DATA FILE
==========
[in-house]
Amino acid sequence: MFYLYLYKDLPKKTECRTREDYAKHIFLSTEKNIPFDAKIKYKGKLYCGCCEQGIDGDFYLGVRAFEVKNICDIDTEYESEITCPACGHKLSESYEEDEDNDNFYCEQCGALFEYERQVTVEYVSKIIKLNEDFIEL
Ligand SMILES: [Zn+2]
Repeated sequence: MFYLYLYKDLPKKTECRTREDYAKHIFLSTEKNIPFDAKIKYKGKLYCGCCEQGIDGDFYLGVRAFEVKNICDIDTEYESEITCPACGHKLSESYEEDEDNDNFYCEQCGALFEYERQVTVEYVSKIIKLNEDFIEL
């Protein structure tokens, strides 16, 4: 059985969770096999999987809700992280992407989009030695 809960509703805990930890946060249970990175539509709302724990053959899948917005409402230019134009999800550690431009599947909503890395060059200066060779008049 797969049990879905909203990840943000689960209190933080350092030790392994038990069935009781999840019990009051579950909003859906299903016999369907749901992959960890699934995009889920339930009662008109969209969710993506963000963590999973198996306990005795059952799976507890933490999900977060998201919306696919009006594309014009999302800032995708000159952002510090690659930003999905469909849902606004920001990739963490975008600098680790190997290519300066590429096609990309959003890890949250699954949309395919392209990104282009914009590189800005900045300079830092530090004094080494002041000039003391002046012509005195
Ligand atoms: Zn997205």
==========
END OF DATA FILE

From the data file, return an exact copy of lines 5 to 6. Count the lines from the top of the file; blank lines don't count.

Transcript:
């Protein structure tokens, strides 16, 4: 059985969770096999999987809700992280992407989009030695 809960509703805990930890946060249970990175539509709302724990053959899948917005409402230019134009999800550690431009599947909503890395060059200066060779008049 797969049990879905909203990840943000689960209190933080350092030790392994038990069935009781999840019990009051579950909003859906299903016999369907749901992959960890699934995009889920339930009662008109969209969710993506963000963590999973198996306990005795059952799976507890933490999900977060998201919306696919009006594309014009999302800032995708000159952002510090690659930003999905469909849902606004920001990739963490975008600098680790190997290519300066590429096609990309959003890890949250699954949309395919392209990104282009914009590189800005900045300079830092530090004094080494002041000039003391002046012509005195
Ligand atoms: Zn997205």